ANNARAE: Maybe he won’t. Be there. At the coffeeshop. [Sighs.] What a relief. [Silence. She digs through her purse, finds a battered pack of cigarettes. Finds one. Janet listens to music, foot tapping.] I should go home. Ah, fucking rent’s due!! Enjoy it before they kick me out. Take a long hot bath. Wash my face. Eat a bag of those little Snickers. Less calories than eating normal size ones. I could earn rent the old fashioned way. Work. Find a job. One where I’m not on my back or tied to a metal frame waiting to get pissed on. [Takes out her wallet, checks the cash in it, not very much.] Save myself. What a concept.

JANET: I’m not a troll. Or a hag. There’s nothing wrong with me.

QUEELA: I know exactly what he’s like. Why do they think I’m blind. [Throws open rest of drawers, throws clothes into suitcase. Sits on floor to sort and fold.] They think we’re so stupid. So stupid and blind. Just leave, just leave. Don’t be a victim. Uh-huh. Work at McDonald’s. Make minimum wage. Live with roaches, live with your kids with the roaches and rats, don’t love him hate him. Hate him, hate all men. Hate your own son because he’s got a little dick attached to him. Teach your daughter to be bitter. Teach your daughter to never trust, never love. That can’t be the answer. It can’t be.

JANET: I mean, I’m not stuck in some dead-end mess where he’s beating me. I would never let that happen. I’m too smart for that. Get a job, I’d say to them, stop having so many goddamn kids you can’t pay for. Hit him back, shoot his freakin’ head off, bust his head with a frying pan. That’s what I would do. If some guy ever tried to hit me I’d just flat out castrate him. [Considers for a bit.] I mean, how desperate do you have to be to put up with that? Get a dog if you don’t like being alone. Get a cat! I’m just waiting for this late guy to show up. I won’t be needy. That’s for idiots. I AM NOT AN IDIOT.

[Looks around. Taps her drink.]

ANNARAE: Save myself. Other people do it all the time. The success story, the woman who weighed eight thousand pounds-- now a size four and working for some modeling agency out of New York. The heroin addict who after spending five million a day on his habit, now a priest in the inner city, clean now for ten years! The porn star-- [Comes to her feet, very testimonial.] Who made six movies a day, snorted everything or shot it up her veins, woke up covered with pee--the porn star who cleaned up her life, quite literally, who got a great job after putting herself through school by selling Avon, and is now teaching retards. Yippee!! [Dances around, shakes it.] Don’t be an idiot!!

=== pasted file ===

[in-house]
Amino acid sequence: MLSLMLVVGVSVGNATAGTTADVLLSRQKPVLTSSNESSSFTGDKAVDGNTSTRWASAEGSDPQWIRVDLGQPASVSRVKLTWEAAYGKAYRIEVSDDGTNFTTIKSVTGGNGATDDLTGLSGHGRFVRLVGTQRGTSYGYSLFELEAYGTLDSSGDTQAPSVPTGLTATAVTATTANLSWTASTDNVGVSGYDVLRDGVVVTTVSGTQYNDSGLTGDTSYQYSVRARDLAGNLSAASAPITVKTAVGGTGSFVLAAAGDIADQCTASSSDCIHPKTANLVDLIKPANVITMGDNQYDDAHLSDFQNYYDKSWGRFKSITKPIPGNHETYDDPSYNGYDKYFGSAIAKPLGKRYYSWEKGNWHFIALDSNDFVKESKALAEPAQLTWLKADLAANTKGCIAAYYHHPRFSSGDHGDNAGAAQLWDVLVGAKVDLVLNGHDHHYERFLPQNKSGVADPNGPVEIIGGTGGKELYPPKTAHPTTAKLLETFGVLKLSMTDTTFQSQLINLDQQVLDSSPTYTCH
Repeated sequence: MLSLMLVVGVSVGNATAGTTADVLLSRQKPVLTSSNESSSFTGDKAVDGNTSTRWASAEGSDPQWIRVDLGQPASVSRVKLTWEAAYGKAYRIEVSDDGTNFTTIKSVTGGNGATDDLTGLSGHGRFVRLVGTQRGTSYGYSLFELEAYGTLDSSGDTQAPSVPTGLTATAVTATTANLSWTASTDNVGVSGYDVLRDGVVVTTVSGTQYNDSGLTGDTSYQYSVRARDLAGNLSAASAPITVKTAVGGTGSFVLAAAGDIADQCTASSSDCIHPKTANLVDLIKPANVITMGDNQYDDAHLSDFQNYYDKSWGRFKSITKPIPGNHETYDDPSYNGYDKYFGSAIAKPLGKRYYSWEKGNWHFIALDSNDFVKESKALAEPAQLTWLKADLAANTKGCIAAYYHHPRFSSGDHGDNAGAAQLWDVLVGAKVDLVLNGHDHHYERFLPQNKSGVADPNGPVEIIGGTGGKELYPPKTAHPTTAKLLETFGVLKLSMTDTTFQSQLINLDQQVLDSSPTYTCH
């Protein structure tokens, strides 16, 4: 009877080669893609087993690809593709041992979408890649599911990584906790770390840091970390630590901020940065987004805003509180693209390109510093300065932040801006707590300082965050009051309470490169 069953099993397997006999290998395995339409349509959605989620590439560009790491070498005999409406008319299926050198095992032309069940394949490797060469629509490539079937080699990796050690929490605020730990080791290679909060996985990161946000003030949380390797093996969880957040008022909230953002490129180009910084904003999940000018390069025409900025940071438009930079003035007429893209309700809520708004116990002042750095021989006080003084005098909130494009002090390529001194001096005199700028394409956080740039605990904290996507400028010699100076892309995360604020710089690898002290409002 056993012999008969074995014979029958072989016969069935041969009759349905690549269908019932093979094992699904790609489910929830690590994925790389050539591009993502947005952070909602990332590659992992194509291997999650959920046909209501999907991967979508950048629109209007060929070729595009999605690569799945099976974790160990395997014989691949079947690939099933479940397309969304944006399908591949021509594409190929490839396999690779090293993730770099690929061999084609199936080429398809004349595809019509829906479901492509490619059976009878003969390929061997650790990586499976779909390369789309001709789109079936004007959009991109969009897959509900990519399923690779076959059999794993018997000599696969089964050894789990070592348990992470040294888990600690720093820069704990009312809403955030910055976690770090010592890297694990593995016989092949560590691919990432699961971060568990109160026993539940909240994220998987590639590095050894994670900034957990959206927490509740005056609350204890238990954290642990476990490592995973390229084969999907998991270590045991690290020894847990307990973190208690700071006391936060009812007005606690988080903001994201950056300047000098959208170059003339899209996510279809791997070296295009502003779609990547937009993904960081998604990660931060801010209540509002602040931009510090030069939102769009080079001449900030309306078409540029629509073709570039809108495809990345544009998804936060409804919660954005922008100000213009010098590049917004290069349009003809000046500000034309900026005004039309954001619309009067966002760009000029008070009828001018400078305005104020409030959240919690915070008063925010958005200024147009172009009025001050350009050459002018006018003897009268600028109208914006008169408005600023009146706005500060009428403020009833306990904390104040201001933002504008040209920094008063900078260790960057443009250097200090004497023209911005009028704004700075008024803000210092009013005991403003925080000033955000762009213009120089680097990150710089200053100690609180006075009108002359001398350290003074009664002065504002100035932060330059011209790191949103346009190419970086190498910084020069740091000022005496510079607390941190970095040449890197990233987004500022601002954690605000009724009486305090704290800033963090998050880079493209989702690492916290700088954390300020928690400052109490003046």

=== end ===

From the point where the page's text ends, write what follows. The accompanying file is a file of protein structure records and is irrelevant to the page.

QUEELA: What job could I do? Have they ever worked at a fast food place? Have they ever made a choice between paying your electric or buying groceries? They’re such idiots, always talking at you. Always with the solemn faces. It’ll get better.

JANET: It’s not like I’m planning a future with him. It’s not like I asked him to marry me.

ANNARAE: Shake your groove thing, shake your groove thing!

QUEELA: I should buy something nice for dinner. He likes steak-- maybe a nice steak or some pork chops. Maybe...what if he has someone else? Who’d put up with him? I should ask him that next time he threatens me he’s leaving. Who’d have ya?!

JANET: Shake it, shake it, that’s what they want. They don’t want brains, no matter what they say. They want big boobs, flat stomachs, those legs that look good in those tight tiny skirts. Stop it-- stop being so cynical.

ANNARAE: I could be free. Free of everything and everyone. Save myself!

JANET: I just wish.

ANNARAE: I just wish, one time.

QUEELA: I love him and I wish.

ANNARAE: One time that I don’t have to be anyone but me.

QUEELA: I wish I could be free of him, of this love, I wish I wasn’t afraid and excited at the same time.

JANET: Just one time that I could be that girl that everyone stares at in admiration. Just one time. Beautiful.

QUEELA: That he’d call me beautiful.

ANNARAE: That I could be beautiful with my clothes on. With my legs closed.

JANET: Just this hot, sexy thing.

ANNARAE: That I could be admired and respected and oh! loved.

QUEELA: He’d call me beautiful every day. He’d tell me I was his world.

JANET: I could do that hair flip thing-- [Tosses her head.] Wear a black bra beneath a white shirt.

ANNARAE: Wear a sweatshirt and jeans. Everyday. No face paint, no hairspray. No shaving. No goddamn motherfucking RULES.

QUEELA: Everything would be perfect.

ANNARAE: Everything would be swell.

JANET: Everything would be fun.

[Silence. The three women sit or stand very still.]

JANET: Everything’s fine now.

QUEELA: We are what we are.

ANNARAE: I hope he’s still waiting.

[Lights dim very slowly. Blackout.]


Copyright © 2006 by Ann Wuehler

CAUTION: Professionals and amateurs are hereby warned that Interviews With Loneliness is subject to a royalty. It is fully protected under the copyright laws of the United States of America, and of all countries covered by the International Copyright Union (including the Dominion of Canada and the rest of the British Commonwealth), and of all countries covered by the Pan-American Copyright convention and the Universal Copyright Convention, and of all countries with which the United States has reciprocal copyright relations. All rights, including professional and amateur stage performing, motion picture, recitation, lecturing, public reading, radio broadcasting, television, video or sound taping, all other forms of mechanical or electronic reproduction, such as information storage and retrieval systems and photocopying, and the rights of translation into foreign languages, are strictly reserved.

Inquiries concerning all rights should be addressed to the author at